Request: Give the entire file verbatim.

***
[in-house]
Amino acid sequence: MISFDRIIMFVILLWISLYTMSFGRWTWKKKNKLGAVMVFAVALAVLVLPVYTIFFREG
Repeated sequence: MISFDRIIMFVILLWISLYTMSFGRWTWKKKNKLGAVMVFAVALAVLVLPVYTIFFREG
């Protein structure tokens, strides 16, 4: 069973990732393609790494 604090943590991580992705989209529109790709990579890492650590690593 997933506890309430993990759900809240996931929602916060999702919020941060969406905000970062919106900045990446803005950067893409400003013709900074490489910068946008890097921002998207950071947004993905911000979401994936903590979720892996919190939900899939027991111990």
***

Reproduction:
[in-house]
Amino acid sequence: MISFDRIIMFVILLWISLYTMSFGRWTWKKKNKLGAVMVFAVALAVLVLPVYTIFFREG
Repeated sequence: MISFDRIIMFVILLWISLYTMSFGRWTWKKKNKLGAVMVFAVALAVLVLPVYTIFFREG
């Protein structure tokens, strides 16, 4: 069973990732393609790494 604090943590991580992705989209529109790709990579890492650590690593 997933506890309430993990759900809240996931929602916060999702919020941060969406905000970062919106900045990446803005950067893409400003013709900074490489910068946008890097921002998207950071947004993905911000979401994936903590979720892996919190939900899939027991111990």